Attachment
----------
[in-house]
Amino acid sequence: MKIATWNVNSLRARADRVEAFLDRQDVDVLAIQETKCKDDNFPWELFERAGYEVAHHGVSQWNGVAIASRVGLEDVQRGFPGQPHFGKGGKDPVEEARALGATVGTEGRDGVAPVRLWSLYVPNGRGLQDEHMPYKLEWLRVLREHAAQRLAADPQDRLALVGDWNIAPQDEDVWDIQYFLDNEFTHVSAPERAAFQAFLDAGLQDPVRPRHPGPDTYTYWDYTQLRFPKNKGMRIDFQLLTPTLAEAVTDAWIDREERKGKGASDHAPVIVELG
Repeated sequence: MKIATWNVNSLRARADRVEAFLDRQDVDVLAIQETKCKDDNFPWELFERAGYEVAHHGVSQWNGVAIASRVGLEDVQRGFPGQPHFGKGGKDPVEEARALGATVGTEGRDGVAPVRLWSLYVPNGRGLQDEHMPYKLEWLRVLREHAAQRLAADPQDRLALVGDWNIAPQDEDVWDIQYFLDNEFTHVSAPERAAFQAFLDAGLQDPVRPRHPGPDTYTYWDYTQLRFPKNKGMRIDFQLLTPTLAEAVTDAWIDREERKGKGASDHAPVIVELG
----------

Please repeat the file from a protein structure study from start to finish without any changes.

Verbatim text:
[in-house]
Amino acid sequence: MKIATWNVNSLRARADRVEAFLDRQDVDVLAIQETKCKDDNFPWELFERAGYEVAHHGVSQWNGVAIASRVGLEDVQRGFPGQPHFGKGGKDPVEEARALGATVGTEGRDGVAPVRLWSLYVPNGRGLQDEHMPYKLEWLRVLREHAAQRLAADPQDRLALVGDWNIAPQDEDVWDIQYFLDNEFTHVSAPERAAFQAFLDAGLQDPVRPRHPGPDTYTYWDYTQLRFPKNKGMRIDFQLLTPTLAEAVTDAWIDREERKGKGASDHAPVIVELG
Repeated sequence: MKIATWNVNSLRARADRVEAFLDRQDVDVLAIQETKCKDDNFPWELFERAGYEVAHHGVSQWNGVAIASRVGLEDVQRGFPGQPHFGKGGKDPVEEARALGATVGTEGRDGVAPVRLWSLYVPNGRGLQDEHMPYKLEWLRVLREHAAQRLAADPQDRLALVGDWNIAPQDEDVWDIQYFLDNEFTHVSAPERAAFQAFLDAGLQDPVRPRHPGPDTYTYWDYTQLRFPKNKGMRIDFQLLTPTLAEAVTDAWIDREERKGKGASDHAPVIVELG